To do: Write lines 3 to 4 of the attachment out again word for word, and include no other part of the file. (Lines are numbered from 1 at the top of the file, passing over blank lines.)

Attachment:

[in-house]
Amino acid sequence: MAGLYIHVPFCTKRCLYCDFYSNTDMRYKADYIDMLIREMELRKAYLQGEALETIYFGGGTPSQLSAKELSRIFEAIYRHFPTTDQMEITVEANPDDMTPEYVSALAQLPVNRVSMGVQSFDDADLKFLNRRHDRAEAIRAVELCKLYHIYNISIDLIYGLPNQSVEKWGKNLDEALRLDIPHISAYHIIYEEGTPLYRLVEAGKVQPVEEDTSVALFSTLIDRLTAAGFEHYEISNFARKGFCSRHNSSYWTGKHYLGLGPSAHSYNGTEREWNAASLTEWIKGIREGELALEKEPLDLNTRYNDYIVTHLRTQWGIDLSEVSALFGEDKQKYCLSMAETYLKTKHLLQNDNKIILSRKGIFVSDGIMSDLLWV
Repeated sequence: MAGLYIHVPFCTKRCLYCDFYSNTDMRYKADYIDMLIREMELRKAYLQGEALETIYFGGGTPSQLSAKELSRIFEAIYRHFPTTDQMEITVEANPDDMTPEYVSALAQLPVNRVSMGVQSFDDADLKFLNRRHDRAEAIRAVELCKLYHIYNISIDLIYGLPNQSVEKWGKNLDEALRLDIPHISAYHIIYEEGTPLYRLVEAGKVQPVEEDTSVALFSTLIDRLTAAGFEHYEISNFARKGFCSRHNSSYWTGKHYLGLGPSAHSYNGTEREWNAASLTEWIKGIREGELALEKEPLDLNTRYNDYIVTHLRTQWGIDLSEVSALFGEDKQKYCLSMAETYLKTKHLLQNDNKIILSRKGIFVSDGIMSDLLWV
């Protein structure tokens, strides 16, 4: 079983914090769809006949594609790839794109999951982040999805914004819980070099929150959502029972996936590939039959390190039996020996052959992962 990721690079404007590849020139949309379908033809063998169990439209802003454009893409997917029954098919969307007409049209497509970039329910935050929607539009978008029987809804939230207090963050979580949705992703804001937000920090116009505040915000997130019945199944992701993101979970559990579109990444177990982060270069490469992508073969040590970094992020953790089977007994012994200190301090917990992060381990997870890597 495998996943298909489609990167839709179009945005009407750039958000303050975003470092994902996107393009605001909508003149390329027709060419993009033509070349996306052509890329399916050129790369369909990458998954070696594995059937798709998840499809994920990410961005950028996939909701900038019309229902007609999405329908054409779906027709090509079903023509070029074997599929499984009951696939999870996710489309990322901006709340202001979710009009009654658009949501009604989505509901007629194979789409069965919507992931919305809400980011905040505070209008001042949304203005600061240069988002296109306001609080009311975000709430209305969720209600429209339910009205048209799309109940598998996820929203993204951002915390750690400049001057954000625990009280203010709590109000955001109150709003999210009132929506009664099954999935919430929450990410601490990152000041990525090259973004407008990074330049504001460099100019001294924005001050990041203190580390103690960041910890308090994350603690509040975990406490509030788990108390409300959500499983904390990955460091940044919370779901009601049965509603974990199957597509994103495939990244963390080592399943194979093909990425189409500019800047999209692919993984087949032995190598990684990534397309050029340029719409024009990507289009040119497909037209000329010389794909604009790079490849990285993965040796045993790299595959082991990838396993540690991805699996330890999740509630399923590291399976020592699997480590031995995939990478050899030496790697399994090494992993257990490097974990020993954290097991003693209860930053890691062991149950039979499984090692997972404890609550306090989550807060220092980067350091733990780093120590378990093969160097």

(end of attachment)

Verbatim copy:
Repeated sequence: MAGLYIHVPFCTKRCLYCDFYSNTDMRYKADYIDMLIREMELRKAYLQGEALETIYFGGGTPSQLSAKELSRIFEAIYRHFPTTDQMEITVEANPDDMTPEYVSALAQLPVNRVSMGVQSFDDADLKFLNRRHDRAEAIRAVELCKLYHIYNISIDLIYGLPNQSVEKWGKNLDEALRLDIPHISAYHIIYEEGTPLYRLVEAGKVQPVEEDTSVALFSTLIDRLTAAGFEHYEISNFARKGFCSRHNSSYWTGKHYLGLGPSAHSYNGTEREWNAASLTEWIKGIREGELALEKEPLDLNTRYNDYIVTHLRTQWGIDLSEVSALFGEDKQKYCLSMAETYLKTKHLLQNDNKIILSRKGIFVSDGIMSDLLWV
């Protein structure tokens, strides 16, 4: 079983914090769809006949594609790839794109999951982040999805914004819980070099929150959502029972996936590939039959390190039996020996052959992962 990721690079404007590849020139949309379908033809063998169990439209802003454009893409997917029954098919969307007409049209497509970039329910935050929607539009978008029987809804939230207090963050979580949705992703804001937000920090116009505040915000997130019945199944992701993101979970559990579109990444177990982060270069490469992508073969040590970094992020953790089977007994012994200190301090917990992060381990997870890597 495998996943298909489609990167839709179009945005009407750039958000303050975003470092994902996107393009605001909508003149390329027709060419993009033509070349996306052509890329399916050129790369369909990458998954070696594995059937798709998840499809994920990410961005950028996939909701900038019309229902007609999405329908054409779906027709090509079903023509070029074997599929499984009951696939999870996710489309990322901006709340202001979710009009009654658009949501009604989505509901007629194979789409069965919507992931919305809400980011905040505070209008001042949304203005600061240069988002296109306001609080009311975000709430209305969720209600429209339910009205048209799309109940598998996820929203993204951002915390750690400049001057954000625990009280203010709590109000955001109150709003999210009132929506009664099954999935919430929450990410601490990152000041990525090259973004407008990074330049504001460099100019001294924005001050990041203190580390103690960041910890308090994350603690509040975990406490509030788990108390409300959500499983904390990955460091940044919370779901009601049965509603974990199957597509994103495939990244963390080592399943194979093909990425189409500019800047999209692919993984087949032995190598990684990534397309050029340029719409024009990507289009040119497909037209000329010389794909604009790079490849990285993965040796045993790299595959082991990838396993540690991805699996330890999740509630399923590291399976020592699997480590031995995939990478050899030496790697399994090494992993257990490097974990020993954290097991003693209860930053890691062991149950039979499984090692997972404890609550306090989550807060220092980067350091733990780093120590378990093969160097």